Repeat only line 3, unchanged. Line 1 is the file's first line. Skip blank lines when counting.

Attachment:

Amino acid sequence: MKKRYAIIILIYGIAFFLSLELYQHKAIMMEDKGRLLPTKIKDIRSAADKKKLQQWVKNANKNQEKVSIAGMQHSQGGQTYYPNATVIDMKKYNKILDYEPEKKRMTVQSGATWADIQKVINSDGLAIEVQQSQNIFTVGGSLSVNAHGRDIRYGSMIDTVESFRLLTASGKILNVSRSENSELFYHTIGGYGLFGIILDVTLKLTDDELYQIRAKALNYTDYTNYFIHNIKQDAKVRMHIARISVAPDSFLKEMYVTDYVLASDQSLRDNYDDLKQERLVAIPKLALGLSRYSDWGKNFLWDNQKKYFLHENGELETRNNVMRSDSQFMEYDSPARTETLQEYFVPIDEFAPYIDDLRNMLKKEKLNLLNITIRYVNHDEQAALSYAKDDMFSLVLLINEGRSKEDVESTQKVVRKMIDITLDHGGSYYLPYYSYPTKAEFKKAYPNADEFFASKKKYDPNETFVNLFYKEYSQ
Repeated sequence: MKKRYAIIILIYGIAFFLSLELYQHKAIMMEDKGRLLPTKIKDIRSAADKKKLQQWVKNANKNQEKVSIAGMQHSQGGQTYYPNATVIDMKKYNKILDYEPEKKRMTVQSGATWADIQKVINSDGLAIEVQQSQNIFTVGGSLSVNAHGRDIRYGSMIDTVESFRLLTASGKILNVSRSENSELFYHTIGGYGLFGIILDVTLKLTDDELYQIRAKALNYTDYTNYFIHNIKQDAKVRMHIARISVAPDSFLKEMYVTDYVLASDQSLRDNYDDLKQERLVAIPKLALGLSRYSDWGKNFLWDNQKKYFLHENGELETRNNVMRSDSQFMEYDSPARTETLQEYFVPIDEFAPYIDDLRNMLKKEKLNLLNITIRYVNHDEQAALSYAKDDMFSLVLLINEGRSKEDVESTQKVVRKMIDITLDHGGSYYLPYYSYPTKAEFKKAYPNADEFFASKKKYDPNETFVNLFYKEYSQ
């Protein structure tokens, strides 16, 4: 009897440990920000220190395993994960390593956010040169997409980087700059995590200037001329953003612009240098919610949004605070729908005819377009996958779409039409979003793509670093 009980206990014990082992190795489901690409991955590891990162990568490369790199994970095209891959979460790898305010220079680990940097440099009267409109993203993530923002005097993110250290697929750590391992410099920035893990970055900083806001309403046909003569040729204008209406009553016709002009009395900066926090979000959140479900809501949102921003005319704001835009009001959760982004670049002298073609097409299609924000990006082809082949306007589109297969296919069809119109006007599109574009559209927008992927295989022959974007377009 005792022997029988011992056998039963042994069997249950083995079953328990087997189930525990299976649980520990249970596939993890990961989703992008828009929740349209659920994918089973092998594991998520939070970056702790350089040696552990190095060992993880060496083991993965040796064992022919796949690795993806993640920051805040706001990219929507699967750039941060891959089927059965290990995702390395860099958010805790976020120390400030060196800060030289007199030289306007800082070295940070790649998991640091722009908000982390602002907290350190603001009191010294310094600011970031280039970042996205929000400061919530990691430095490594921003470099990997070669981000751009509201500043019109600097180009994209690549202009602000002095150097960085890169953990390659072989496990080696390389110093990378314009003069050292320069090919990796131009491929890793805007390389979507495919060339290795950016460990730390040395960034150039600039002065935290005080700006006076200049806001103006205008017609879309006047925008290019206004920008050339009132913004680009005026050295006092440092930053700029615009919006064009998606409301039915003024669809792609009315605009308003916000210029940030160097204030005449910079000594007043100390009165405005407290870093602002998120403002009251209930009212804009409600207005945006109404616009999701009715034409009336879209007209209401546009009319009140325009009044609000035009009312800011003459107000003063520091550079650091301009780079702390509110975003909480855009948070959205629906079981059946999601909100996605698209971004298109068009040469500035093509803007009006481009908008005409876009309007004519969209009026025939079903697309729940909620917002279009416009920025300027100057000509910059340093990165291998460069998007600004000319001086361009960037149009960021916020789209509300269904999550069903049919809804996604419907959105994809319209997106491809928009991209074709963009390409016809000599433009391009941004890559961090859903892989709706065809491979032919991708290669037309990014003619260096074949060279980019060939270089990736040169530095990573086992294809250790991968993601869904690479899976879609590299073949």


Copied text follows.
């Protein structure tokens, strides 16, 4: 009897440990920000220190395993994960390593956010040169997409980087700059995590200037001329953003612009240098919610949004605070729908005819377009996958779409039409979003793509670093 009980206990014990082992190795489901690409991955590891990162990568490369790199994970095209891959979460790898305010220079680990940097440099009267409109993203993530923002005097993110250290697929750590391992410099920035893990970055900083806001309403046909003569040729204008209406009553016709002009009395900066926090979000959140479900809501949102921003005319704001835009009001959760982004670049002298073609097409299609924000990006082809082949306007589109297969296919069809119109006007599109574009559209927008992927295989022959974007377009 005792022997029988011992056998039963042994069997249950083995079953328990087997189930525990299976649980520990249970596939993890990961989703992008828009929740349209659920994918089973092998594991998520939070970056702790350089040696552990190095060992993880060496083991993965040796064992022919796949690795993806993640920051805040706001990219929507699967750039941060891959089927059965290990995702390395860099958010805790976020120390400030060196800060030289007199030289306007800082070295940070790649998991640091722009908000982390602002907290350190603001009191010294310094600011970031280039970042996205929000400061919530990691430095490594921003470099990997070669981000751009509201500043019109600097180009994209690549202009602000002095150097960085890169953990390659072989496990080696390389110093990378314009003069050292320069090919990796131009491929890793805007390389979507495919060339290795950016460990730390040395960034150039600039002065935290005080700006006076200049806001103006205008017609879309006047925008290019206004920008050339009132913004680009005026050295006092440092930053700029615009919006064009998606409301039915003024669809792609009315605009308003916000210029940030160097204030005449910079000594007043100390009165405005407290870093602002998120403002009251209930009212804009409600207005945006109404616009999701009715034409009336879209007209209401546009009319009140325009009044609000035009009312800011003459107000003063520091550079650091301009780079702390509110975003909480855009948070959205629906079981059946999601909100996605698209971004298109068009040469500035093509803007009006481009908008005409876009309007004519969209009026025939079903697309729940909620917002279009416009920025300027100057000509910059340093990165291998460069998007600004000319001086361009960037149009960021916020789209509300269904999550069903049919809804996604419907959105994809319209997106491809928009991209074709963009390409016809000599433009391009941004890559961090859903892989709706065809491979032919991708290669037309990014003619260096074949060279980019060939270089990736040169530095990573086992294809250790991968993601869904690479899976879609590299073949």